Methodology:

Results are based on an online study conducted from December 2 to December 6, 2019, among 1,000 adults in Canada. The data has been statistically weighted according to Canadian census figures for age, gender and region in Canada. The margin of error—which measures sample variability—is plus or minus 3.1 percentage points, 19 times out of 20.

Find our full data set here and download the press release here. 

For more information on this poll, please contact:

Mario Canseco, President, Research Co.
[c] 778.929.0490
[e] mario.canseco@researchco.ca

Canadians More Stressed Over Holiday Season Than Last Year

Two thirds of Canadians prefer “Merry Christmas” as a greeting, down nine points since 2018.

Vancouver, BC [December 20, 2019] – While half of Canadians expect a relatively easy-going December, three-in-ten believe this time of the year will bring tension, a new Research Co. poll has found.

In the online survey of a representative national sample, 50% of Canadians say they expect the current holiday season to be “more fun than stressful”, down seven points since a similar survey conducted in 2018.

Conversely, 30% of Canadians (+5) believe the holiday season will be more stressful than fun, and 20% are undecided.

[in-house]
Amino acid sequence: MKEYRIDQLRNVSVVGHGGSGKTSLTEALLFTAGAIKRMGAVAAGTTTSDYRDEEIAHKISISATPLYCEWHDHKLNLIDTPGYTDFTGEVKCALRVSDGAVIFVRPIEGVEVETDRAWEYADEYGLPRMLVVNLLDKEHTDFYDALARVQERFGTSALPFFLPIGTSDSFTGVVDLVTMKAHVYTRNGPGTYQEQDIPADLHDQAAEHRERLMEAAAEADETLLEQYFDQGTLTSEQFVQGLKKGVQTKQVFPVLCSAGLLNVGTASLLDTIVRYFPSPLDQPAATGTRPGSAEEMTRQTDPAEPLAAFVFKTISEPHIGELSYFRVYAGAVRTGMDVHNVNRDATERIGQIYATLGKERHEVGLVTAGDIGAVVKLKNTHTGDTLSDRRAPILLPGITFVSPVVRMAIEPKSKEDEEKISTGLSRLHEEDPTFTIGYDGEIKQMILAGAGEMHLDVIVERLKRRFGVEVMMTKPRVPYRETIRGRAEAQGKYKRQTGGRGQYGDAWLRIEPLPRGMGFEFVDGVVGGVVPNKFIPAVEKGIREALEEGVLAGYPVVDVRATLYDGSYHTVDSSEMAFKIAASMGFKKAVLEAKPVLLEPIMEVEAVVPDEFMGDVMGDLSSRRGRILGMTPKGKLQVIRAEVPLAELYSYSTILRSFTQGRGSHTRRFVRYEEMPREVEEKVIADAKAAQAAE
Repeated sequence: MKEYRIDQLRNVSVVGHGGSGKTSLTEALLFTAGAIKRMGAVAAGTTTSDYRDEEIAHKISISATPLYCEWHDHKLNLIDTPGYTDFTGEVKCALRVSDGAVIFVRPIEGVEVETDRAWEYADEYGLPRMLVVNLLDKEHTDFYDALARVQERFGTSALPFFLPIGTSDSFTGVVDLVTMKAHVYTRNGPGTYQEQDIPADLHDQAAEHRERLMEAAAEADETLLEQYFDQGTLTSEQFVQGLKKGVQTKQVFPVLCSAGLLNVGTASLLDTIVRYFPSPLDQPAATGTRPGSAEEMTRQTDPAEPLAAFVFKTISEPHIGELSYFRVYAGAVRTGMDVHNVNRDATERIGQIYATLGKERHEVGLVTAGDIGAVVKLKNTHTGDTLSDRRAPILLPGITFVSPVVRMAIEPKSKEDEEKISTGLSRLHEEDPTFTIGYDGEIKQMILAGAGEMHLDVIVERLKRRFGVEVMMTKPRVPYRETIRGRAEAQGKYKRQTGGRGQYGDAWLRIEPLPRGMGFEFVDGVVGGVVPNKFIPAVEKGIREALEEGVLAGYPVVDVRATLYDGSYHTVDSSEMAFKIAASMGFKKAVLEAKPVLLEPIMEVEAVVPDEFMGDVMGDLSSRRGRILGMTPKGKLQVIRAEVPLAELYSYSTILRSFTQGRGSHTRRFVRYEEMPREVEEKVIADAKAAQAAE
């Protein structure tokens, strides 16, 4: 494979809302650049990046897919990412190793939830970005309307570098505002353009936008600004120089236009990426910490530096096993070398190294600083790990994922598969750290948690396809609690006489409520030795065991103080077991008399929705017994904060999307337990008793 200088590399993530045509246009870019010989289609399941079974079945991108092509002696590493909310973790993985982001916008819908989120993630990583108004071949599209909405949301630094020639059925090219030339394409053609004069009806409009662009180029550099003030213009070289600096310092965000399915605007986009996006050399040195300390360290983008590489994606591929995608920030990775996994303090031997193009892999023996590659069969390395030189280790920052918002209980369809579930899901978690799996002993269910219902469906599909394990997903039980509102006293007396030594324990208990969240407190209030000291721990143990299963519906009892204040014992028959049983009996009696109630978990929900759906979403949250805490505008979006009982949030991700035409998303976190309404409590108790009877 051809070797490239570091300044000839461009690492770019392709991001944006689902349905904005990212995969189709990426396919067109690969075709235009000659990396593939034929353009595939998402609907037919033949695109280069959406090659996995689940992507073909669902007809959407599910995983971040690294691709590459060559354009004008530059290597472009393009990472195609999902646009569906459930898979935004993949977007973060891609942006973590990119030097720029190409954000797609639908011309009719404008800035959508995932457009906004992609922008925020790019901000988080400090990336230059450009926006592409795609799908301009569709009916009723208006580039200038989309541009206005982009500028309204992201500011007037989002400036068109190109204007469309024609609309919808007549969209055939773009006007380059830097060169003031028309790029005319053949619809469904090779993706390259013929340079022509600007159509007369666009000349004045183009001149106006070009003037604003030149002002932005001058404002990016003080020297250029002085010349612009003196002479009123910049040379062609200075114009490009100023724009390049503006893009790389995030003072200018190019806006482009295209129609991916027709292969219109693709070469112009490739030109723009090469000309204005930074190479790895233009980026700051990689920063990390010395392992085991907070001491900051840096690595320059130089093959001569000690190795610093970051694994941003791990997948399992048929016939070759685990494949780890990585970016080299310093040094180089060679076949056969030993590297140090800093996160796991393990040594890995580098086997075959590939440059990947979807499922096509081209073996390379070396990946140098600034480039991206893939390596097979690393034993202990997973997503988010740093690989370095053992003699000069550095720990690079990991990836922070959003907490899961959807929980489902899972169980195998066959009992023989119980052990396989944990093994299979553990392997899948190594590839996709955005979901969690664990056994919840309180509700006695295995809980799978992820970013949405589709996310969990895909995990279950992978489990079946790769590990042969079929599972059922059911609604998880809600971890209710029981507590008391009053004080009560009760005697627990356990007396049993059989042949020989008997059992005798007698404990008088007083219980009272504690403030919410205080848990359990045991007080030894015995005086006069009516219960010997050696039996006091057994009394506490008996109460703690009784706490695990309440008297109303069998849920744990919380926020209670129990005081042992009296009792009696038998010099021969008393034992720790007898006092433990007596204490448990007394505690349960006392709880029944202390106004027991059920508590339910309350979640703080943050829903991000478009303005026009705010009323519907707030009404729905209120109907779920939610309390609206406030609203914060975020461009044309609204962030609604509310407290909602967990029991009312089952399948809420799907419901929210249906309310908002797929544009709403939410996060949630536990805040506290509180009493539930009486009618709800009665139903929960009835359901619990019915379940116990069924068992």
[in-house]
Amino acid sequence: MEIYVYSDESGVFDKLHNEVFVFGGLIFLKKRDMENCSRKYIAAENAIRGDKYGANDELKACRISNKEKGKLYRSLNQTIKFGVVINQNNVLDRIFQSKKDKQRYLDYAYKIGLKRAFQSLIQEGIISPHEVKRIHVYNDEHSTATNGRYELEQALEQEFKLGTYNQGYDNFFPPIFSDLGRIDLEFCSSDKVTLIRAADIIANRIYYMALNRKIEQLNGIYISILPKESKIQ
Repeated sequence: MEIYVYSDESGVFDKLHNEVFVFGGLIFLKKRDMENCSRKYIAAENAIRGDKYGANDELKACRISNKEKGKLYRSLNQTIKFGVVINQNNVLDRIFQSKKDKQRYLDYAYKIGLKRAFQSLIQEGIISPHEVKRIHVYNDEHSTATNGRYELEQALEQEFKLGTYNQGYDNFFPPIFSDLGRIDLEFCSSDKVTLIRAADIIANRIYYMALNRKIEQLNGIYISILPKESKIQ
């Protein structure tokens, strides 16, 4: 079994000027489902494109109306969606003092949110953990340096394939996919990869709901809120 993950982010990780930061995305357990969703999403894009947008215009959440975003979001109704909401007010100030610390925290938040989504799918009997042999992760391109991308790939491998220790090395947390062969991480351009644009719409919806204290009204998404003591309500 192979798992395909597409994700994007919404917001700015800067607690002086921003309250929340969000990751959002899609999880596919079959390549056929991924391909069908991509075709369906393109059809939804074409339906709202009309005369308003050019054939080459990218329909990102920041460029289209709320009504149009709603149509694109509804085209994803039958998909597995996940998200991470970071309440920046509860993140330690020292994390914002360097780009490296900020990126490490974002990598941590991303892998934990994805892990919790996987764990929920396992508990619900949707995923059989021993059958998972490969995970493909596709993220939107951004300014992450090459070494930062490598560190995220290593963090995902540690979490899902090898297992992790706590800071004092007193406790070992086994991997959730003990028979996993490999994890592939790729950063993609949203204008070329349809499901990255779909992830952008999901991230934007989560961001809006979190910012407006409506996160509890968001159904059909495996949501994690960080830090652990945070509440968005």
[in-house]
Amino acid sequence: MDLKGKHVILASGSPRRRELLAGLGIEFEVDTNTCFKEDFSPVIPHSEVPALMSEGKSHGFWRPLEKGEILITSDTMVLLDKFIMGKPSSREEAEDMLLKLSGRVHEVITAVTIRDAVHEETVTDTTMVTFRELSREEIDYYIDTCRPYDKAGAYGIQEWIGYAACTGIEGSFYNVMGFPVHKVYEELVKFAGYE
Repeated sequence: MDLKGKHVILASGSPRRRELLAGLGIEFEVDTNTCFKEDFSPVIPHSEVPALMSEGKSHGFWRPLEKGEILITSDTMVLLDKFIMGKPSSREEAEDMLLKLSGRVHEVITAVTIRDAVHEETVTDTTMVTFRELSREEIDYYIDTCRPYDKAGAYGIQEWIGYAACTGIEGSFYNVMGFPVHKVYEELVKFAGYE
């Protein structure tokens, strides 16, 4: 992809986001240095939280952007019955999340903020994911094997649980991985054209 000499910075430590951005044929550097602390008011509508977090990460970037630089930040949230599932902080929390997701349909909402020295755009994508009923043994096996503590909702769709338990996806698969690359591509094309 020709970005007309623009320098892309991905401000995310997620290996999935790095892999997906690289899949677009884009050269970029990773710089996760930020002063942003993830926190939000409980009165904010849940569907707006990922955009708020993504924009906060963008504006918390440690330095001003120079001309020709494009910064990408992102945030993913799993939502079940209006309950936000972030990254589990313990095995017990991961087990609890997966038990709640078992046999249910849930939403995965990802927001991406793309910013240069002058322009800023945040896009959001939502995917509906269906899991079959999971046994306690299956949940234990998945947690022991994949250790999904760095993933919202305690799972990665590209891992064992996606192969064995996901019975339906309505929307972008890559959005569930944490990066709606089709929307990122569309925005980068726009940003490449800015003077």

“More than one third of Canadians aged 35-to-54 (36%) are foreseeing more tension than entertainment this month,” says Mario Canseco, President of Research Co. “British Columbia is ahead of all other regions on the expectations of a fun holiday season (60%), while Alberta and Atlantic Canada have the lowest numbers (45% and 44% respectively).”

Across the country, 65% of Canadians (-9 since 2018) say “Merry Christmas” is their preferred greeting for the season, while 18% (+4) say “Happy Holidays” is their favourite.

“Merry Christmas” remains extremely popular with Canadians aged 55 and over (73%), residents of Saskatchewan and Manitoba (75%) and Conservative Party voters in this year’s federal election (also 75%).

Conversely, the groups that express the highest penchant for “Happy Holidays” are Canadians aged 18-to-34 (26%) and Quebecers (31%).

There is a sizeable change in the way Canadians are feeling about spirituality compared to 2018. Across the country, 48% of Canadians claim that religion is “very important” or “moderately important” in their daily lives—a 10-point increase since 2018.

Methodology:

Results are based on an online study conducted from December 2 to December 6, 2019, among 1,000 adults in Canada. The data has been statistically weighted according to Canadian census figures for age, gender and region in Canada. The margin of error—which measures sample variability—is plus or minus 3.1 percentage points, 19 times out of 20.

Find our full data set here and download the press release here. 

For more information on this poll, please contact:

Mario Canseco, President, Research Co.
[c] 778.929.0490
[e] mario.canseco@researchco.ca